Clinicians: This will lead to noncompliance
YARMOUTH, Maine - Clinicians fear that a proposal to cap oxygen at 36 months and transfer title of the equipment to the beneficiary at that time will lead to reduced access to care and increased hospital visits.
HME providers argue that capping oxygen would force them to cut back on services. With fewer available services--everything from visits by respiratory therapists to 24/7 emergency response--beneficiaries would be less able to manage their conditions, according to various industry sources.
"HMEs and the clinical services they provide are the first line of health care," said Cynthia Gray, an RT with 30 years of experience who's vice president of clinical respiratory for El Reno, Okla.-based Canadian Valley Medical Solutions. "Without access to these services, beneficiaries will be in hospitals earlier and longer."
It's still unclear how maintenance and service would be handled after Medicare caps reimbursement after three years. Will the agency still reimburse providers for maintenance and service? Will beneficiaries pay out of pocket? (The proposal states that maintenance and service payments may be made after 36 months if the secretary determines they're "reasonable and necessary.")
Clinicians fear the proposal would cut them out of the picture and leave beneficiaries to perform much of the maintenance and services clinicians currently perform: refill oxygen tanks, change filters and disposables, check oxygen purity, etc.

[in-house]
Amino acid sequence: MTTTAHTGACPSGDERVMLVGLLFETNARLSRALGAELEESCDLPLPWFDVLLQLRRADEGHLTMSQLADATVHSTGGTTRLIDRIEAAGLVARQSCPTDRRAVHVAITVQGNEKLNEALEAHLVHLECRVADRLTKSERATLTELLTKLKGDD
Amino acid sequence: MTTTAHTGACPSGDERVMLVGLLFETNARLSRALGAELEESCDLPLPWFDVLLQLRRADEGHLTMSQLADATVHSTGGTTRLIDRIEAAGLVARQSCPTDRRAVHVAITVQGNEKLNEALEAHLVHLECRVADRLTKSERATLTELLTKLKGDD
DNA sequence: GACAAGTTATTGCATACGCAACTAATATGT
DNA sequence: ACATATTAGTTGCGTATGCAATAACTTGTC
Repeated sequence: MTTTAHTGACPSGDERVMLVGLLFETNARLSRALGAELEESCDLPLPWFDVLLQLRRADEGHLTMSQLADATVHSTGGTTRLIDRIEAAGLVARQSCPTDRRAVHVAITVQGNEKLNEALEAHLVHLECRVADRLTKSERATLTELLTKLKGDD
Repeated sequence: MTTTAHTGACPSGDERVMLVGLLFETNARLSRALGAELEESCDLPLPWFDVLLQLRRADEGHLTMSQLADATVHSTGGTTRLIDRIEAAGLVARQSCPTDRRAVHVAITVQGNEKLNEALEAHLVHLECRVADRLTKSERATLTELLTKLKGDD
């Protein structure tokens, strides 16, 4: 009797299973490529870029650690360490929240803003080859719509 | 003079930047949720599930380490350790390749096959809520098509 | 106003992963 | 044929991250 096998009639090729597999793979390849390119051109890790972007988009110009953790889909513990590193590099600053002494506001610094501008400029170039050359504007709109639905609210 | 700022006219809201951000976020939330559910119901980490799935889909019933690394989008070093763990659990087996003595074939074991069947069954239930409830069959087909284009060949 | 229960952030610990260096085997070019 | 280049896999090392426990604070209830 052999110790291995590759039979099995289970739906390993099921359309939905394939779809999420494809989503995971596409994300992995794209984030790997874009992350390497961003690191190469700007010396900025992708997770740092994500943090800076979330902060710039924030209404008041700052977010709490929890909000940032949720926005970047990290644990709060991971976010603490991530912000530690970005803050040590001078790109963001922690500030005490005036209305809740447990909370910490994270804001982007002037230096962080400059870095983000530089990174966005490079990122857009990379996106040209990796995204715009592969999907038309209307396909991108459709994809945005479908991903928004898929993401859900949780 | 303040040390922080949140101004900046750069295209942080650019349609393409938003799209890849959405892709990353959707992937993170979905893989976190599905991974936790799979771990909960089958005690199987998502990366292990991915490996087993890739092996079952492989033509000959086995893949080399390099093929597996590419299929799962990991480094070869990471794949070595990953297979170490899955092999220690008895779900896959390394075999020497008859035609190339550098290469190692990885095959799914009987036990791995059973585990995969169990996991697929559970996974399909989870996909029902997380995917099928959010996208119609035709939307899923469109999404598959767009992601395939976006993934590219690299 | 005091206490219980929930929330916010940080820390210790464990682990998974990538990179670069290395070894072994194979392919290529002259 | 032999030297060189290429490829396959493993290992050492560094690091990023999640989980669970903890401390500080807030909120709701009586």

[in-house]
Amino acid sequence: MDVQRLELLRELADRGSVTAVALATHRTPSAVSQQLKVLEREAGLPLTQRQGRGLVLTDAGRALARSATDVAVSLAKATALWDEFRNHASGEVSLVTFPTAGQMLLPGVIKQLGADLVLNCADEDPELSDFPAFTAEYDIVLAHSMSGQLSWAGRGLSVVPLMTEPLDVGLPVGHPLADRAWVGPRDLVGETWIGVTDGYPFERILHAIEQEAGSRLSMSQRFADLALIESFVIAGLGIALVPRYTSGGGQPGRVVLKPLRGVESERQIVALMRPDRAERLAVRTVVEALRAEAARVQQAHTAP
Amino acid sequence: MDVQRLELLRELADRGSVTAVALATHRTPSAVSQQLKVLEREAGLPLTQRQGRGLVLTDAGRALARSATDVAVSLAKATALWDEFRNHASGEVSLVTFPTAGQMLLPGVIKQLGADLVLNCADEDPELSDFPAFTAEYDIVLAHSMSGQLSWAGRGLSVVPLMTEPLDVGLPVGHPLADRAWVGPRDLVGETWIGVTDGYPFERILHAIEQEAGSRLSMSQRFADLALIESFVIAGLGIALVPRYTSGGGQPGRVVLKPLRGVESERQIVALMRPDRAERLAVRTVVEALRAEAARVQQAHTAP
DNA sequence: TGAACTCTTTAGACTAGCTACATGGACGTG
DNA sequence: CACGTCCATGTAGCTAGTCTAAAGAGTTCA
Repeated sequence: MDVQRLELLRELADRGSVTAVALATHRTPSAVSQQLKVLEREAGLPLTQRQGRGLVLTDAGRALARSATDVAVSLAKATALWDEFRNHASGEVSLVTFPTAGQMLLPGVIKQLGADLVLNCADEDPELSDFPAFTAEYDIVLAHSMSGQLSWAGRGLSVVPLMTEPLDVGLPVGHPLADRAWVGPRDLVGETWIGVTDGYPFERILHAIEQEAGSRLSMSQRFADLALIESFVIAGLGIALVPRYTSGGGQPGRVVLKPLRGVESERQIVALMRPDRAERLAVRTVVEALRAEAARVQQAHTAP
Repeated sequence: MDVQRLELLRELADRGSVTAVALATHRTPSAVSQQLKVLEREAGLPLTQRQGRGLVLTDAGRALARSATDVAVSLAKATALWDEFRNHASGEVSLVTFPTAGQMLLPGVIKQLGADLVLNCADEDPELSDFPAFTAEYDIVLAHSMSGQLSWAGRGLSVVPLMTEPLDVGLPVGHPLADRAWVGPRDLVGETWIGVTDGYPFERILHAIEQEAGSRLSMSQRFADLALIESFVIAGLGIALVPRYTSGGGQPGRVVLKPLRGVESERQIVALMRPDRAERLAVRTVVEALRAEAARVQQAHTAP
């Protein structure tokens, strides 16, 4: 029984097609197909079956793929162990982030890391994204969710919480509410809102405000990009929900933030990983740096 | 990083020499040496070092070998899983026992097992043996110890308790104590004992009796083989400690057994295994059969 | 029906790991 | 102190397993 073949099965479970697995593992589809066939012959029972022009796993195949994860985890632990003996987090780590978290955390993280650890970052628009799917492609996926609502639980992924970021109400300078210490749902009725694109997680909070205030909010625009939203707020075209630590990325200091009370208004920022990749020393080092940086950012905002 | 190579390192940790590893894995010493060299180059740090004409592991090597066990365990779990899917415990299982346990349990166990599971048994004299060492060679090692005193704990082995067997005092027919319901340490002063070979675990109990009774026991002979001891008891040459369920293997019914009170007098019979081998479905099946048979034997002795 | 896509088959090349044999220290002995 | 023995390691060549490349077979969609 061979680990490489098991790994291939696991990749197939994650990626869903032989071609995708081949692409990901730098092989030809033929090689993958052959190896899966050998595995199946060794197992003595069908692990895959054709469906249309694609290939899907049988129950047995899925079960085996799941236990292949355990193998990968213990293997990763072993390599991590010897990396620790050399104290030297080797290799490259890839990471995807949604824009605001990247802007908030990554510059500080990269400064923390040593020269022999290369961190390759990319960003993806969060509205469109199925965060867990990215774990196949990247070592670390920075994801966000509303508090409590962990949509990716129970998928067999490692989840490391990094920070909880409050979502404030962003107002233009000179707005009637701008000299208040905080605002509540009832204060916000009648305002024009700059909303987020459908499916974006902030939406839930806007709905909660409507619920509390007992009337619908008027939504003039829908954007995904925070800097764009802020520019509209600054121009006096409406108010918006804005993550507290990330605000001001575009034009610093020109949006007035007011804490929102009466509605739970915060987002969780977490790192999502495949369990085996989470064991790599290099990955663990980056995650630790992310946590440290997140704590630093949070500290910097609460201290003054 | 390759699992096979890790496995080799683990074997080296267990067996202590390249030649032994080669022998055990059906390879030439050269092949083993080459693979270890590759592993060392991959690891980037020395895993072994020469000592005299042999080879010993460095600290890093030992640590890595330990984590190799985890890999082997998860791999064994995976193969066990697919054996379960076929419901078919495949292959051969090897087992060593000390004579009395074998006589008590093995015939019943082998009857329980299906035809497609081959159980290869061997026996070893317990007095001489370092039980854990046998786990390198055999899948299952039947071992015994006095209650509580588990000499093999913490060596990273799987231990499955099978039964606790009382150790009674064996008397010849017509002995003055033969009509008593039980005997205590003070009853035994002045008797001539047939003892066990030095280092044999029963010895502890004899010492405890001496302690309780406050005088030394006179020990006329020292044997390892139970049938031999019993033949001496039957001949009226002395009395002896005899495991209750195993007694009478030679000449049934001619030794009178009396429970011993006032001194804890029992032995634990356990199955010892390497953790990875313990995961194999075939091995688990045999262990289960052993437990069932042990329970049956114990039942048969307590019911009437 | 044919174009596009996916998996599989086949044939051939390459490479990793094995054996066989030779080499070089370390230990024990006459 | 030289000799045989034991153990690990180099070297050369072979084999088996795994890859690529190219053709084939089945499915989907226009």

"What you'll get is noncompliance," said Vernon Pertelle, an RT and licensed practical nurse who's corporate director for respiratory and HME services at Lake Forest, Calif-based Apria Healthcare. "These people are already challenged and frail. The irony of all this is that oxygen technology isn't viewed as complex. That's unfortunate because, for someone with no frame of reference in health care, it's extremely complex."
Joan Kohorst, an RT with 20 years of experience who's the homecare section chairwoman for the American Association of Respiratory Care (AARC), agreed.
"These pieces of equipment that they're trying to convert to sale aren't toasters," she said. "If my grandmother were on this product and she was forced to purchase it, she wouldn't have a clue what to do with it if the light changed colors or an alarm sounded or it required preventative maintenance or, God forbid, it stopped functioning. Her health would be in danger."
One industry source, however, downplayed the fear that the proposal will lead to reduced access to care and increase hospital visits.
"I don't think the patients will necessarily suffer under this proposal," the source said. "Beneficiaries, by and large, don't have access to RTs, because the services they perform aren't reimbursed. It's the smaller, regional providers with three or four branches that use RT."
Still, clinicians agreed that it behooves Congress and Medicare to nourish, not take away from, the HME industry, if they're planning on keeping beneficiaries healthy and saving money long term.
"If a concentrator breaks down at 2 a.m., the provider is obligated to take care of the customer," said Joe Lewarski, the former homecare section chairman of AARC and vice president of government and clinical affairs for Goleta, Calif.-based Inogen. "They're going to send out a clinician, and there won't be an interruption in therapy. The patient doesn't have to call 911 or go to the E.R. This happens every night, all over the country."